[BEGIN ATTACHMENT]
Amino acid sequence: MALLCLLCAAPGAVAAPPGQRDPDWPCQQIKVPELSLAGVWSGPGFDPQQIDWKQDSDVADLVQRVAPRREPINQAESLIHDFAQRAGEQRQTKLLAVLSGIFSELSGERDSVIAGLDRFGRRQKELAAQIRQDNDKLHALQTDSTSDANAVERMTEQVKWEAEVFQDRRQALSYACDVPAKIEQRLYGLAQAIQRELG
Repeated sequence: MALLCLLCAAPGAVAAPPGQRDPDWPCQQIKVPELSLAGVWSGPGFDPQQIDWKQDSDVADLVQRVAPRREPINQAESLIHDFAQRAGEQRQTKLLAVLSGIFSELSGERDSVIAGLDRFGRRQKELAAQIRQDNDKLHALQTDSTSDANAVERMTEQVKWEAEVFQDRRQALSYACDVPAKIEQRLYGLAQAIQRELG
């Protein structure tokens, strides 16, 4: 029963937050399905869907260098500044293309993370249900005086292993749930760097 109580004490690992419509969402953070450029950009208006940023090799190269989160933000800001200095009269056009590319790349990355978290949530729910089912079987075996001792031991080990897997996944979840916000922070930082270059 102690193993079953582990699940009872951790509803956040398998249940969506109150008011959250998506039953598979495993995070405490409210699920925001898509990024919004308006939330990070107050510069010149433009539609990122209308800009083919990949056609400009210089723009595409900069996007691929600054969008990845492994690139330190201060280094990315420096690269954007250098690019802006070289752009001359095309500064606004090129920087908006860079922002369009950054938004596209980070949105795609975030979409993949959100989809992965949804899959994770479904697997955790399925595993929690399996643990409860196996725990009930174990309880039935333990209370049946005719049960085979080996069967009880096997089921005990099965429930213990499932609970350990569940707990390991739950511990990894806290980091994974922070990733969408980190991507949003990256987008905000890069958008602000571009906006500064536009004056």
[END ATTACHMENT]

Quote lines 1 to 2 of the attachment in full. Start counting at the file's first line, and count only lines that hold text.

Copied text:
Amino acid sequence: MALLCLLCAAPGAVAAPPGQRDPDWPCQQIKVPELSLAGVWSGPGFDPQQIDWKQDSDVADLVQRVAPRREPINQAESLIHDFAQRAGEQRQTKLLAVLSGIFSELSGERDSVIAGLDRFGRRQKELAAQIRQDNDKLHALQTDSTSDANAVERMTEQVKWEAEVFQDRRQALSYACDVPAKIEQRLYGLAQAIQRELG
Repeated sequence: MALLCLLCAAPGAVAAPPGQRDPDWPCQQIKVPELSLAGVWSGPGFDPQQIDWKQDSDVADLVQRVAPRREPINQAESLIHDFAQRAGEQRQTKLLAVLSGIFSELSGERDSVIAGLDRFGRRQKELAAQIRQDNDKLHALQTDSTSDANAVERMTEQVKWEAEVFQDRRQALSYACDVPAKIEQRLYGLAQAIQRELG